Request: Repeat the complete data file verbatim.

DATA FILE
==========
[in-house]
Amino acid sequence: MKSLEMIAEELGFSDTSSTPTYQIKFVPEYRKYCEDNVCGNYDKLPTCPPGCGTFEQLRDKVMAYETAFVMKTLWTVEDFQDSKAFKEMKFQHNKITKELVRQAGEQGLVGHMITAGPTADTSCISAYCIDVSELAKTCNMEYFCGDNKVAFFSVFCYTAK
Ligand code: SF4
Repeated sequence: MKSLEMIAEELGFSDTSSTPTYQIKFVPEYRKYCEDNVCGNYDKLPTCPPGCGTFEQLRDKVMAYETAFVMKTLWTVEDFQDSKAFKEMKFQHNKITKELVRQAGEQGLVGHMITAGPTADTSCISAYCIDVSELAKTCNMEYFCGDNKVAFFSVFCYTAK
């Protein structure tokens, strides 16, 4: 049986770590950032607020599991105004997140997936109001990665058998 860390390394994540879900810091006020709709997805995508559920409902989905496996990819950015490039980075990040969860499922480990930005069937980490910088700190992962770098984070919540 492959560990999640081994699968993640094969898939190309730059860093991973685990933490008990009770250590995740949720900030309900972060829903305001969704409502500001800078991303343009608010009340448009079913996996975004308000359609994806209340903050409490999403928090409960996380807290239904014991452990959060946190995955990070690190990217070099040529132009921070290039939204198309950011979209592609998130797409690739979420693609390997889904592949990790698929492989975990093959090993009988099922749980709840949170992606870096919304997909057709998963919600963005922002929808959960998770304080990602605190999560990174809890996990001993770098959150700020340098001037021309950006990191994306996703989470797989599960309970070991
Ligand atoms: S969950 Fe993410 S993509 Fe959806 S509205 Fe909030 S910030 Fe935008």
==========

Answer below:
[in-house]
Amino acid sequence: MKSLEMIAEELGFSDTSSTPTYQIKFVPEYRKYCEDNVCGNYDKLPTCPPGCGTFEQLRDKVMAYETAFVMKTLWTVEDFQDSKAFKEMKFQHNKITKELVRQAGEQGLVGHMITAGPTADTSCISAYCIDVSELAKTCNMEYFCGDNKVAFFSVFCYTAK
Ligand code: SF4
Repeated sequence: MKSLEMIAEELGFSDTSSTPTYQIKFVPEYRKYCEDNVCGNYDKLPTCPPGCGTFEQLRDKVMAYETAFVMKTLWTVEDFQDSKAFKEMKFQHNKITKELVRQAGEQGLVGHMITAGPTADTSCISAYCIDVSELAKTCNMEYFCGDNKVAFFSVFCYTAK
């Protein structure tokens, strides 16, 4: 049986770590950032607020599991105004997140997936109001990665058998 860390390394994540879900810091006020709709997805995508559920409902989905496996990819950015490039980075990040969860499922480990930005069937980490910088700190992962770098984070919540 492959560990999640081994699968993640094969898939190309730059860093991973685990933490008990009770250590995740949720900030309900972060829903305001969704409502500001800078991303343009608010009340448009079913996996975004308000359609994806209340903050409490999403928090409960996380807290239904014991452990959060946190995955990070690190990217070099040529132009921070290039939204198309950011979209592609998130797409690739979420693609390997889904592949990790698929492989975990093959090993009988099922749980709840949170992606870096919304997909057709998963919600963005922002929808959960998770304080990602605190999560990174809890996990001993770098959150700020340098001037021309950006990191994306996703989470797989599960309970070991
Ligand atoms: S969950 Fe993410 S993509 Fe959806 S509205 Fe909030 S910030 Fe935008």